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Thread: Who are North Africans descended from?

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    Who are North Africans descended from?

    By this I do not mean how much Berber or Arab they are. I mean, is the base population of North African Berbers descended from an ancient migration from the Levant? Arabia? Iberia?

    Is their base also Natufian-like, shared with Levantines and Arabians?

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    A good answer to this question would be better left to ideally a North African member here or some9ne pretty savy on ancient history accross North Africa. Simple guesstimate from me is that their genetic results seem to suggest there appears to be migrations from the neolithic levant and possibly chalcolithic iberians. Populations will nil steppe or chg, but excess levels of natufian and early European farmer/neolithic anatolian. I would be surprised and amazed if there are today trace levels of whg in North Africans but I wouldn't completely discount that possibility. Strangely an analysis of gulf Arabs can show 1 percent whg. Not sure how real that is.

    Unrelated to the questions asked, but North Africans otherwise amazingly show a level of continuity from iberomarusians from 10s of thousands of years ago. Perhaps up to a third of their dna appears to come from them. Iberomarusians themselves cannot be modelled too well yet, but you can get better fits modelling them as a hybrid of natufians and African populations. It's still a poor fit. I forget whether the African population was Eastern or Western.

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    Quote Originally Posted by Seabass View Post
    A good answer to this question would be better left to ideally a North African member here or some9ne pretty savy on ancient history accross North Africa. Simple guesstimate from me is that their genetic results seem to suggest there appears to be migrations from the neolithic levant and possibly chalcolithic iberians. Populations will nil steppe or chg, but excess levels of natufian and early European farmer/neolithic anatolian. I would be surprised and amazed if there are today trace levels of whg in North Africans but I wouldn't completely discount that possibility. Strangely an analysis of gulf Arabs can show 1 percent whg. Not sure how real that is.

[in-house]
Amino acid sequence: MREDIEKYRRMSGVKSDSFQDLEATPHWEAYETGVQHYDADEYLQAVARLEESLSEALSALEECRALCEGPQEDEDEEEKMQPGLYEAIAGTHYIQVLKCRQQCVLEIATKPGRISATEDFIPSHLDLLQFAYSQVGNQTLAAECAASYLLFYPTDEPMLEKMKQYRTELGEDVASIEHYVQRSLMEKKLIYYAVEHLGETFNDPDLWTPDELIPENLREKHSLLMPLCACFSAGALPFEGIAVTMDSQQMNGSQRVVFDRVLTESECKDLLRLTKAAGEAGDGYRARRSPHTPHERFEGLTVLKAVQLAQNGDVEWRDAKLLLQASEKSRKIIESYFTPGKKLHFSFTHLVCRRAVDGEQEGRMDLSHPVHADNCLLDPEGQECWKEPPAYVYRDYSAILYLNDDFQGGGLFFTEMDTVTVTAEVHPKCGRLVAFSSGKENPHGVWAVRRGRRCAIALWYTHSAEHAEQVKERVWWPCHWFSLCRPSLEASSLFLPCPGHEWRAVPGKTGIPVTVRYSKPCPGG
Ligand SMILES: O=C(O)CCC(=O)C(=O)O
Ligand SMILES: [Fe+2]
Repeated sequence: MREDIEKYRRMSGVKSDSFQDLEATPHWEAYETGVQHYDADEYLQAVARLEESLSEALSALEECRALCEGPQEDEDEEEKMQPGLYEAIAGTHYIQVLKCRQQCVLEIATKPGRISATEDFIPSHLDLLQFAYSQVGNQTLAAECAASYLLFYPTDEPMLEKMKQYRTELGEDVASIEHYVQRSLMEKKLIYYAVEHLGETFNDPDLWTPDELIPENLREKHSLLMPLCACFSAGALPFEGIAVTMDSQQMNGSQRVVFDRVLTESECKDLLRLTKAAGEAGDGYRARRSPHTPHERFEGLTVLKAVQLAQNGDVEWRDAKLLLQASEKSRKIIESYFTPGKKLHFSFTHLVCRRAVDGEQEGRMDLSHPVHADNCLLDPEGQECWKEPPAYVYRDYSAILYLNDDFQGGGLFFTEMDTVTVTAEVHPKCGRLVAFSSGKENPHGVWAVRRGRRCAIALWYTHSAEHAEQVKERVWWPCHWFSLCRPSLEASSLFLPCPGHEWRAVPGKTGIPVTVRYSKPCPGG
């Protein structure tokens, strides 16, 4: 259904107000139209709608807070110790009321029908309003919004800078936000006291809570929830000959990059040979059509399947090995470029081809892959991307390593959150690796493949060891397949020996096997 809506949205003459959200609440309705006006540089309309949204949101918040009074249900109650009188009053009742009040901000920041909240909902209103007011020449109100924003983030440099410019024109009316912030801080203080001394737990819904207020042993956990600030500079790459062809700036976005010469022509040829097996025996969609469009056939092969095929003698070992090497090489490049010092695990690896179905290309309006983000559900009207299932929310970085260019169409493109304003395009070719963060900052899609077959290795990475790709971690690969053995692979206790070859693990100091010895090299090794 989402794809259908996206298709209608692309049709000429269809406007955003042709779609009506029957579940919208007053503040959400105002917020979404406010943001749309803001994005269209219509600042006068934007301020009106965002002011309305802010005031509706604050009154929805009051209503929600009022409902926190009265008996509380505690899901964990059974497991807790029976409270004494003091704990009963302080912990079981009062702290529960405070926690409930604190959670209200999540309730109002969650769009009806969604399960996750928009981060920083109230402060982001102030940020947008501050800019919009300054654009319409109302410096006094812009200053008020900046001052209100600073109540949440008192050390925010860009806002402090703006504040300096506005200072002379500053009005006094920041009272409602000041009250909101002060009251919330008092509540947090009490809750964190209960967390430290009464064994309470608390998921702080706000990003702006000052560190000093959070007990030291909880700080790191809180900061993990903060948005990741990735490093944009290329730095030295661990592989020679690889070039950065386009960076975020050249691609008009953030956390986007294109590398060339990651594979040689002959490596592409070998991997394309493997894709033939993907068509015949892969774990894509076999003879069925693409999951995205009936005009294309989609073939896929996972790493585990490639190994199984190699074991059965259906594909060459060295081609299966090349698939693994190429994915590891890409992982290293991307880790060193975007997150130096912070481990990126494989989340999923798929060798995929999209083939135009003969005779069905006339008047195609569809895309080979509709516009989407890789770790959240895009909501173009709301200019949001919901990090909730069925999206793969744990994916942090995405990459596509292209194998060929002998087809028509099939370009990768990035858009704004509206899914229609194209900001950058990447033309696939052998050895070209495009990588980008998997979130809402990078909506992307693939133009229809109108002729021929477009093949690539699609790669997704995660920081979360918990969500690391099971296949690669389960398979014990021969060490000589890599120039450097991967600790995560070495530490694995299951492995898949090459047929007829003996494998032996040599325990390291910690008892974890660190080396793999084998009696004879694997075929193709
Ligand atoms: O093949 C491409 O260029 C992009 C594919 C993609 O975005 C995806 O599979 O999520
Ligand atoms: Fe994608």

Unrelated to the questions asked, but North Africans otherwise amazingly show a level of continuity from iberomarusians from 10s of thousands of years ago. Perhaps up to a third of their dna appears to come from them. Iberomarusians themselves cannot be modelled too well yet, but you can get better fits modelling them as a hybrid of natufians and African populations. It's still a poor fit. I forget whether the African population was Eastern or Western.

    What I notice is today's North Africans show significant distance from today's Levantines, likely because Levantines have significant CHG that did not make it to North Africa... North Africans may descend from an older Levantine type population higher in Natufian. North Africans are closer to Bedouins and Arabian peoples in general than they are to Levantines.

    The closest non-Maghrebis to them tend to be Egyptians, West Sicilians, Maltese, and Western Jews. But I definitely see significant evidence of Iberian ancestry in North Africa, whether ancient or recent.

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    Basic genetic background (autosomal) would be a mix of Iberomaurusian, Natufian and Iberian Neolithic, with some recent SSA (it seems most of SSA admixture happened during and after Roman Empire).

    Despite cultural differences, Arabs and Berbers (including Kabyles) are pretty much the same. The explanation would be that Arabs in NA are Berbers which adopted Arab language and culture.